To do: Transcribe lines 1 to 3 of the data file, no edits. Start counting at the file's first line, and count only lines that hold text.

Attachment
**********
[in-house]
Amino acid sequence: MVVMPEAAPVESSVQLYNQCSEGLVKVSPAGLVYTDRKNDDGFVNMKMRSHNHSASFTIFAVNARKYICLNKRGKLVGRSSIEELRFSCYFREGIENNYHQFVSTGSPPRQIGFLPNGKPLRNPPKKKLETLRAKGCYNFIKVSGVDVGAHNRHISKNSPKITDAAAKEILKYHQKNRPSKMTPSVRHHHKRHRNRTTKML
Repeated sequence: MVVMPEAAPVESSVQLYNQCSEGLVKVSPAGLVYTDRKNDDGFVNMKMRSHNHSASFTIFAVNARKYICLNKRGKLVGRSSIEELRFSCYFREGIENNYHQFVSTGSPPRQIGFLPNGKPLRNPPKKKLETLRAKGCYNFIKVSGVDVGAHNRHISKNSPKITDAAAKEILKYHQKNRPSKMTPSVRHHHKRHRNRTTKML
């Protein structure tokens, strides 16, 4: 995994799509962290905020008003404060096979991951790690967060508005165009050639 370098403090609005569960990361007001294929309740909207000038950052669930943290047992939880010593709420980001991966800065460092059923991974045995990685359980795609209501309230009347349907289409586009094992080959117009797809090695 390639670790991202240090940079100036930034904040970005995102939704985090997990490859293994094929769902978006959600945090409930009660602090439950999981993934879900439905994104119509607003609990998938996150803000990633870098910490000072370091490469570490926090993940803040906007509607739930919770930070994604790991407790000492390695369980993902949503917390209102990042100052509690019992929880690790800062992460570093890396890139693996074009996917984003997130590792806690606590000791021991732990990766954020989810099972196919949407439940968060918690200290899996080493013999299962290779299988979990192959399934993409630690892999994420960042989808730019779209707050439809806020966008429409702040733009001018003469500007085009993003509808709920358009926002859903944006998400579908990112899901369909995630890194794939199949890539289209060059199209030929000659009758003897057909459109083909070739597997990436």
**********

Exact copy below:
[in-house]
Amino acid sequence: MVVMPEAAPVESSVQLYNQCSEGLVKVSPAGLVYTDRKNDDGFVNMKMRSHNHSASFTIFAVNARKYICLNKRGKLVGRSSIEELRFSCYFREGIENNYHQFVSTGSPPRQIGFLPNGKPLRNPPKKKLETLRAKGCYNFIKVSGVDVGAHNRHISKNSPKITDAAAKEILKYHQKNRPSKMTPSVRHHHKRHRNRTTKML
Repeated sequence: MVVMPEAAPVESSVQLYNQCSEGLVKVSPAGLVYTDRKNDDGFVNMKMRSHNHSASFTIFAVNARKYICLNKRGKLVGRSSIEELRFSCYFREGIENNYHQFVSTGSPPRQIGFLPNGKPLRNPPKKKLETLRAKGCYNFIKVSGVDVGAHNRHISKNSPKITDAAAKEILKYHQKNRPSKMTPSVRHHHKRHRNRTTKML